Wednesday, October 1, 2014

Blackbirds First Flight goes on sale!

Blackbirds First Flight is officially on sale now! This brand new anthology features dark, twisty short stories and poems from Stephen B. Bagley, Kent Bass, Wendy Blanton, Gail Henderson, Jean Schara, and Tamara Siler Jones. 

To buy the book from Lulu.com, go here: Blackbirds First FlightGet free mail shipping or 50% off ground shipping on your order by using coupon code: GMF14. (Offer ends Oct. 6 at 11:59 PM. Offer cannot be combined with other offers.)

Monday, September 15, 2014

Fall Book & Author Festival slated for Thursday

ADA – Ada Writers Second Annual Fall Book and Author Festival will be Thursday, Sept. 18, 4:30-6:30 p.m. hosted by Karen’s Art and Farming, 108 East Main. The festival will feature books by local authors and “Creations 2014,” the latest anthology by Ada Writers.

“This is our chance to show our appreciation for the support we’ve received from Ada and the surrounding area,” said Stephen B. Bagley, Ada Writers president. “We will have a limited number of signed copies of ‘Creations 2014’ available.”

The anthology features short stories, poems, memoirs, and more by members of Ada Writers, including Kelley Benson, Eric Collier, Stacey Foster, Gail Henderson, Mel Hutt, Sterling Jacobs, Ken Lewis, Rick Litchfield, Don Perry, Martha Rhynes, James Sanders, Anna Tynsky, Joanne Verbridge, Tim Wilson, Tom Yarbrough, and Loretta Yin. Unsigned copies are available for purchase on Lulu, Amazon, and other online retailers.

“We will also be featuring books from our members,” Bagley said. Among the books offered will be “Floozy & Other Stories,” “Tales from Bethlehem,” “Murder by Dewey Decimal,” and “Murder by the Acre” by Stephen B. Bagley; “On Target: Devotions for Modern Life” by Kelley Benson; “Montana Sunshine” by Arlee Fairbanks; “Red Bird Woman” by Gail Henderson; “Devoted to Creating” by Jen Nipps; “The War Bride,” “Secret of the Pack Rat’s Nest,” “Jack London,” and “How to Write Scary Stories” by Martha Rhynes; and “Tree Stand Scribbles” and “Treasures of the Kingdom” by Tom Yarbrough. “The books range from mysteries to romance to biography to inspirational and more,” said Bagley.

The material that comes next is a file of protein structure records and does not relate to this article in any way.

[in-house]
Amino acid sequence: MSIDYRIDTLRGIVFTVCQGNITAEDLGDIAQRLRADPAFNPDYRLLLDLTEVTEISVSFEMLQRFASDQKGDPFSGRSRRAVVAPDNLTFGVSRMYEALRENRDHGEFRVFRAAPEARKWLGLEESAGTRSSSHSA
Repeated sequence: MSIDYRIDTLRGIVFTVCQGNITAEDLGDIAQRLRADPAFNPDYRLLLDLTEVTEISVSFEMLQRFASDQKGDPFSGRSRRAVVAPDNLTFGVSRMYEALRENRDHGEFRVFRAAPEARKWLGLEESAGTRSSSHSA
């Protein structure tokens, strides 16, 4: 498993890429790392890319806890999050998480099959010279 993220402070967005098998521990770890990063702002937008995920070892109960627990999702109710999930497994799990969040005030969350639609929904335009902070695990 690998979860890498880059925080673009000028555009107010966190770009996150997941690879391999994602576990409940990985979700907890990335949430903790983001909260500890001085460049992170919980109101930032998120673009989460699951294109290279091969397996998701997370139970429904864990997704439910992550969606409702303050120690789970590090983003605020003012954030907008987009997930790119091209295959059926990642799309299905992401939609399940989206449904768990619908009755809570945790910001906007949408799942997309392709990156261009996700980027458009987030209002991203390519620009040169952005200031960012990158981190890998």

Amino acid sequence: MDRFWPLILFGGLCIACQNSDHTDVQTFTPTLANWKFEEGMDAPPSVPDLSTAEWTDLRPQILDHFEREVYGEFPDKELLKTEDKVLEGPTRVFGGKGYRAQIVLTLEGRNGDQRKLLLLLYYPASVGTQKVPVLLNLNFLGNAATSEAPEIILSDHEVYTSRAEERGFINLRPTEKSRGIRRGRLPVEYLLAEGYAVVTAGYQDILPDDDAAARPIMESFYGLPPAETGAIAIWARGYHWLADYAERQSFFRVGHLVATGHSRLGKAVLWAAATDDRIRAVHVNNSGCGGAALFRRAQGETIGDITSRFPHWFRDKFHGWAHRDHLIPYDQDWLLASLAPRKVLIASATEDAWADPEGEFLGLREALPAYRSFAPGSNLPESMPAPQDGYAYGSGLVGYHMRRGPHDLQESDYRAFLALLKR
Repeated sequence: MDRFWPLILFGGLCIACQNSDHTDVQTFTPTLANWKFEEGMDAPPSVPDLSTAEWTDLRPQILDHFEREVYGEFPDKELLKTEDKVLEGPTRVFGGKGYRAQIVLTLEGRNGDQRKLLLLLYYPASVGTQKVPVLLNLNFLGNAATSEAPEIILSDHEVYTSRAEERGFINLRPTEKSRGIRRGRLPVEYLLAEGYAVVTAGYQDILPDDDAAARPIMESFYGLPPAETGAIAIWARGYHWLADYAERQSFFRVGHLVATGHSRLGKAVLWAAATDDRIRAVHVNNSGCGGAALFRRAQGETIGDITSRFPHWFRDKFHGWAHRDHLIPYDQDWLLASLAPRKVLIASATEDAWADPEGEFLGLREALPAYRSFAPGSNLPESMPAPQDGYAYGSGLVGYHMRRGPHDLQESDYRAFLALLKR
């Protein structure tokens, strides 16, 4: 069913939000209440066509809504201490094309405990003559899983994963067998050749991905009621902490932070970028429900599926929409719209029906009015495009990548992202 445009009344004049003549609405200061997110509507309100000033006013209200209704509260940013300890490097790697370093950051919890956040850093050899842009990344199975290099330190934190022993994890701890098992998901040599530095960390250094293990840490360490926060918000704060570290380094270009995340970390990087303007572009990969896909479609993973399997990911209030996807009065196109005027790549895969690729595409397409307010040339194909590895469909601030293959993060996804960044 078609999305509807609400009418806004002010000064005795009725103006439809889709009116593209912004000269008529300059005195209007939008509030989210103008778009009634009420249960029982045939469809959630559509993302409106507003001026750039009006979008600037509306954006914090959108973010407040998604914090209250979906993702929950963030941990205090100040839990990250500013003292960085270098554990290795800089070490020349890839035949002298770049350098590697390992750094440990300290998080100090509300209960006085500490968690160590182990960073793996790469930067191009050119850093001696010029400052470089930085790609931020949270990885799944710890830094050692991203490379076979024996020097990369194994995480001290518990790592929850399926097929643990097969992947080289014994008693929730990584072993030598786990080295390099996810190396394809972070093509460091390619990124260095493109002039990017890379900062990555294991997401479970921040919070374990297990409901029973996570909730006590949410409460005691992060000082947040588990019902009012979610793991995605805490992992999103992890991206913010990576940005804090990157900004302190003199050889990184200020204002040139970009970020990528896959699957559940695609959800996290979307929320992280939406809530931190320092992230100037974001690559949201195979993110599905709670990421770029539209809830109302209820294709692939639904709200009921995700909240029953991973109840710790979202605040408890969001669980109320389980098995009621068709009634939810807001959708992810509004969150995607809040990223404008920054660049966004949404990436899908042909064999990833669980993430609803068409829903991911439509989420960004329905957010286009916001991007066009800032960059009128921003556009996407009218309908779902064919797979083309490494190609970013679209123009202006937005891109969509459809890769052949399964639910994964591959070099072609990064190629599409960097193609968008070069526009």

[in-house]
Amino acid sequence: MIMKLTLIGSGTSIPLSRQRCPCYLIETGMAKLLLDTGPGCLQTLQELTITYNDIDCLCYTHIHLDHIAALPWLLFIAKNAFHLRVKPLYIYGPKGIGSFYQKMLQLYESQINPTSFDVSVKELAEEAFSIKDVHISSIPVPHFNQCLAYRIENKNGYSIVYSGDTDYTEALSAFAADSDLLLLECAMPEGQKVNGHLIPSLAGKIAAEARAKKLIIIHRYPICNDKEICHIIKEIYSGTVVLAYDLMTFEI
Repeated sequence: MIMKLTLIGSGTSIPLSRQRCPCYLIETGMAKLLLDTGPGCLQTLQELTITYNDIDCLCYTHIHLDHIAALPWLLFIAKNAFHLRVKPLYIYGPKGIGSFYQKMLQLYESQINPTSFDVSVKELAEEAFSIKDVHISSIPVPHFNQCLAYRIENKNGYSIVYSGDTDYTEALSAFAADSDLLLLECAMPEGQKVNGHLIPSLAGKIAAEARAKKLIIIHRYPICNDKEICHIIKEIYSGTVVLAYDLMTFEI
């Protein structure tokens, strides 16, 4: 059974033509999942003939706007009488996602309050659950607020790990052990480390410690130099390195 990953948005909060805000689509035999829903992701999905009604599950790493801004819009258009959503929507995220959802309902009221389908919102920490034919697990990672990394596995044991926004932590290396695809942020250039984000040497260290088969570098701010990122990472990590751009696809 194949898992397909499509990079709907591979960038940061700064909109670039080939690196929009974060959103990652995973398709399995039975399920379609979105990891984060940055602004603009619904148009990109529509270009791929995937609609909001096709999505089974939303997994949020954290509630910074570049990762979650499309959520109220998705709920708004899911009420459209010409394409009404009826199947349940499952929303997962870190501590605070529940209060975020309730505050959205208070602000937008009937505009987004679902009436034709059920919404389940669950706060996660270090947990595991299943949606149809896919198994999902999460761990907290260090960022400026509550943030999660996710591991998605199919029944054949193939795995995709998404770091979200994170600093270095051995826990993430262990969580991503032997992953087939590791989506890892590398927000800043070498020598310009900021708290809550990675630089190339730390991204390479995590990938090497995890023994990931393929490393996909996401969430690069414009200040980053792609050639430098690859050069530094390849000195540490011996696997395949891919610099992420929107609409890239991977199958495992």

Several members of Ada Writers will read from the various Creations anthologies, and original music will be provided by member Anna Tynsky. “We will have refreshments, of course, and plenty of good conversations about books and writing, and a few surprises,” Bagley said.

Ada Writers has been helping local authors with their writing goals for more than 25 years. The group meets the second and fourth Saturday of each month in the upstairs meeting room at the Ada Public Library at 11 a.m. Meeting times may be changed to accommodate holidays and bad weather. The meetings feature writing programs and tips aimed at beginners, professionals, and all those in between. For more information about Ada Writers, visit their website at www.adawriters.blogspot.com.

Wednesday, September 3, 2014

Book blurb!

Here's the book blurb for Blackbirds First Flight:

An unhappy wife can’t decide what to do about her boorish husband until an uneaten meal gives her a dark idea...
Something is raising zombies in Tulsa, and Justina Grave is the only one who can stop it...
When a fat farm promises to make Edyth thin again, her dream comes true. She will never be fat again—or safe...
Hopping a freight train can be a cheap way to travel. Unless you pick the wrong boxcar...
One kiss gives Francois immortality, but at a cost he doesn't see coming...
A woman warrior must choose her fate as the Romans ravage her land...
Stalked by terrible creatures seeking vengeance, a band of robbers runs for their lives in medieval France...

This anthology will lead you into dark, twisted places filled with mystery and delight. Enjoy thrilling stories and chilling poems by authors Stephen B. Bagley, Kent Bass, Wendy Blanton, Gail Henderson, Tamara Siler Jones, and Jean Schara.

It goes on sale October 1st! Watch for it!

Wednesday, July 16, 2014

Wednesday, July 9, 2014

Trip to Sweden - Day 1

Recently, I had the good fortunate to visit Sweden. My husband Neil, a medical anthropologist, was invited to participate in a symposium dedicated to Alzheimer's and dementia in indigenous peoples, which is his specialty. He let me tag along, and we added three extra days as a "honeymoon." (Our first honeymoon was in Sulphur, Oklahoma!)

We boarded the first plane in OKC at around 11, flew to Dallas and changed planes. Nine hours and three movies later, we landed at Heathrow in London, went through security - tougher than in the U.S., got on a bus and rode on the wrong side of the street to a different terminal where we boarded another plane for the 2-and-a-half-hour flight to Arlanda airport north of Stockholm. By this time, we had been up for almost 24 hours, crossed seven time zones, and were running on pure adrenalin.